Written by Aaron Lacy
In this randomized control trial studying out-of-hospital RSI, rocuronium was a little worse than succinylcholine in first-pass success rate. In journal club speak…rocuronium failed to show it was non-inferior to succinylcholine.
Why does this matter?
Succinylcholine and rocuronium are the two most commonly used paralytics in the United States, and everyone seems to have their favorite. If either were associated with higher success in RSI, it would have massive implications in clinical practice.
This was a multicenter noninferiority trial in which 1,248 adults undergoing prehospital RSI in France were randomized to either succinylcholine or rocuronium. The primary outcome, first-pass success rate, was 74.6% for rocuronium versus 79.4% for succinylcholine (1-sided 97.5% CI, -9% to ∞), with the confidence interval exceeding the noninferiority margin of 7%. So what do we do with this information? A higher first-pass success rate is associated with fewer complications than multiple attempts. In this study, however, even though succinylcholine was associated with higher first-pass success rate, that group had more intubation-related complications than those intubated with rocuronium. This was a pre-hospital study in France, with medical doctors attempting intubation, and may not be generalizable to the United States, where non-physicians normally perform out-of-hospital RSI. In the U.S., RSI first-pass success rates in the emergency department seem to be no different based on paralytic choice. Also, physicians were not blinded to the drug. Perhaps they timed the attempt better after they watched fasciculations from succinylcholine come and go.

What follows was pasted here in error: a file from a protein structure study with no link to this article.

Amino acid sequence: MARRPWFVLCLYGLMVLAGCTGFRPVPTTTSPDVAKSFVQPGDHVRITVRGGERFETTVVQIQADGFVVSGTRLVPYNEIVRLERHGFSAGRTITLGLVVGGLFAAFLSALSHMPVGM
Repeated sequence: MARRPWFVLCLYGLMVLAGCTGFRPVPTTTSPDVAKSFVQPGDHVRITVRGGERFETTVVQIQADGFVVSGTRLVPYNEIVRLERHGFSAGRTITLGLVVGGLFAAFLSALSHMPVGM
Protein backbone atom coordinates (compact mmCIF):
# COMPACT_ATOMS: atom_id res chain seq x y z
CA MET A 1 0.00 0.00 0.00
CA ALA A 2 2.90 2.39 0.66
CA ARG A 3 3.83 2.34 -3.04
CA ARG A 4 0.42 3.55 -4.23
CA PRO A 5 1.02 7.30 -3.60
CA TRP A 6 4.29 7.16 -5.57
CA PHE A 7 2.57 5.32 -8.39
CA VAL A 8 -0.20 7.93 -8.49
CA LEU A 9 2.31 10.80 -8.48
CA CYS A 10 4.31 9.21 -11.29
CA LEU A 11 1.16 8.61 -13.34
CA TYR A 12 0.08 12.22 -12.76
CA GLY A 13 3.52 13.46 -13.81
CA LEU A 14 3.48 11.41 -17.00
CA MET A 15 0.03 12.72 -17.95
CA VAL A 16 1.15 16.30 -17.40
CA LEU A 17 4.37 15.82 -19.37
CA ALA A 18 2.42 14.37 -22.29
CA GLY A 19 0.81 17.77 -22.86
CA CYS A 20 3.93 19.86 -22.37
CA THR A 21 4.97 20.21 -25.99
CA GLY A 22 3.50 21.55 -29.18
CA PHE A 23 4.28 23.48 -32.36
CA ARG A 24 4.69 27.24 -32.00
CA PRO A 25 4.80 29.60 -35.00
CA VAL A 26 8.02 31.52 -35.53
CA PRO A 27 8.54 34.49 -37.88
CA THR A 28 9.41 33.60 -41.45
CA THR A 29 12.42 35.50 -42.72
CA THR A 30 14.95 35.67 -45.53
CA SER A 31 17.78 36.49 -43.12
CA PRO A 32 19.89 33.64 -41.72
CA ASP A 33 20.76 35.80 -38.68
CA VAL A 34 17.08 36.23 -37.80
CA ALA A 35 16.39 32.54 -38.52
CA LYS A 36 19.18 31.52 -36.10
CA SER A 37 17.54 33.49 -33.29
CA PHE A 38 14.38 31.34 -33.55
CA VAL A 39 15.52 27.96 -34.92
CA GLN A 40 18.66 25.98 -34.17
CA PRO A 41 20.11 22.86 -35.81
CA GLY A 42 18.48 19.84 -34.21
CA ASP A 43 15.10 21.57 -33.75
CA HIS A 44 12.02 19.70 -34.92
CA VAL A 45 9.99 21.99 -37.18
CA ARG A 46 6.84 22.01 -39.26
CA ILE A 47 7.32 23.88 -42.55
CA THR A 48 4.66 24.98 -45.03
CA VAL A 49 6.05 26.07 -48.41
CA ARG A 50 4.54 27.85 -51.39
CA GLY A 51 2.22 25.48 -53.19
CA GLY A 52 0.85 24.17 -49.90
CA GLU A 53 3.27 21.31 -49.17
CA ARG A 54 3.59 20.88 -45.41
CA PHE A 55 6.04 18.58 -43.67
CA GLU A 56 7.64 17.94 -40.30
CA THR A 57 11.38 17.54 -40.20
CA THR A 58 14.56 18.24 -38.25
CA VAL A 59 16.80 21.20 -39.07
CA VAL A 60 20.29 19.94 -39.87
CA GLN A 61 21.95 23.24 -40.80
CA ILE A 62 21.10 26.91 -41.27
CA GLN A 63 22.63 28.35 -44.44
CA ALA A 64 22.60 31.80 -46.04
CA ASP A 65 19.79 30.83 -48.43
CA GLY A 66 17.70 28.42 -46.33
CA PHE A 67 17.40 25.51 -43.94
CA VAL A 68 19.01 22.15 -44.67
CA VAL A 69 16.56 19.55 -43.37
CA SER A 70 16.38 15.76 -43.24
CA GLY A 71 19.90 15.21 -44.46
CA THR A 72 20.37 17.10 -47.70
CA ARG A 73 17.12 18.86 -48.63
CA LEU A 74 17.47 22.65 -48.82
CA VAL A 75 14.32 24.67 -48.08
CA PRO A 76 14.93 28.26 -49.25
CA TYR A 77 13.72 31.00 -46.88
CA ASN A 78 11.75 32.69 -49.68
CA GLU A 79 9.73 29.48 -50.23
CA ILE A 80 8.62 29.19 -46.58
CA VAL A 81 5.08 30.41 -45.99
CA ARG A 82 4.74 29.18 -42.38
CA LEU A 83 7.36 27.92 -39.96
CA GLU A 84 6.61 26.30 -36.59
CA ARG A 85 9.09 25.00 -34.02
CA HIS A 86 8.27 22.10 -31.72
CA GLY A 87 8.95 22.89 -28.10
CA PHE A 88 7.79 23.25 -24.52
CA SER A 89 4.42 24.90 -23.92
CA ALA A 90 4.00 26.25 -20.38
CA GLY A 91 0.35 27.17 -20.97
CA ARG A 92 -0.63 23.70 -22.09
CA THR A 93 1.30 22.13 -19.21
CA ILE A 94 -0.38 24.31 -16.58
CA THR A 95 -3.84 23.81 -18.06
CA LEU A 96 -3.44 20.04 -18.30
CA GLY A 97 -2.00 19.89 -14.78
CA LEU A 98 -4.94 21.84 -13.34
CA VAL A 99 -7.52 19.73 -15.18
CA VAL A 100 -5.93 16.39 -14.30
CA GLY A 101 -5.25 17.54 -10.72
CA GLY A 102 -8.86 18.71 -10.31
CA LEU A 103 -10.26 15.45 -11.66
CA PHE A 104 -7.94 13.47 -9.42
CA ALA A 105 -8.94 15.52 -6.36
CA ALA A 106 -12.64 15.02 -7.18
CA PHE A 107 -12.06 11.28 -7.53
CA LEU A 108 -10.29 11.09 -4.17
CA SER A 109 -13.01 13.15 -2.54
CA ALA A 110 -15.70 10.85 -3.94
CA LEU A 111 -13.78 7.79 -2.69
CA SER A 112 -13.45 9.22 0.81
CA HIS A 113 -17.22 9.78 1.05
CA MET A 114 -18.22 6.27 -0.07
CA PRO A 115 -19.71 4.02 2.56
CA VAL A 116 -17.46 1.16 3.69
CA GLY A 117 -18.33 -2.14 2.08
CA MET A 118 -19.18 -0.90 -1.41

Given that this study is not particularly generalizable to my patient circumstances, along with the conflicting findings, I will continue to let the clinical scenario dictate my use of rocuronium versus succinylcholine for RSI in the emergency department.
Effect of Rocuronium vs Succinylcholine on Endotracheal Intubation Success Rate Among Patients Undergoing Out-of-Hospital Rapid Sequence Intubation: A Randomized Clinical Trial. JAMA. 2019 Dec 17;322(23):2303-2312. doi: 10.1001/jama.2019.18254.
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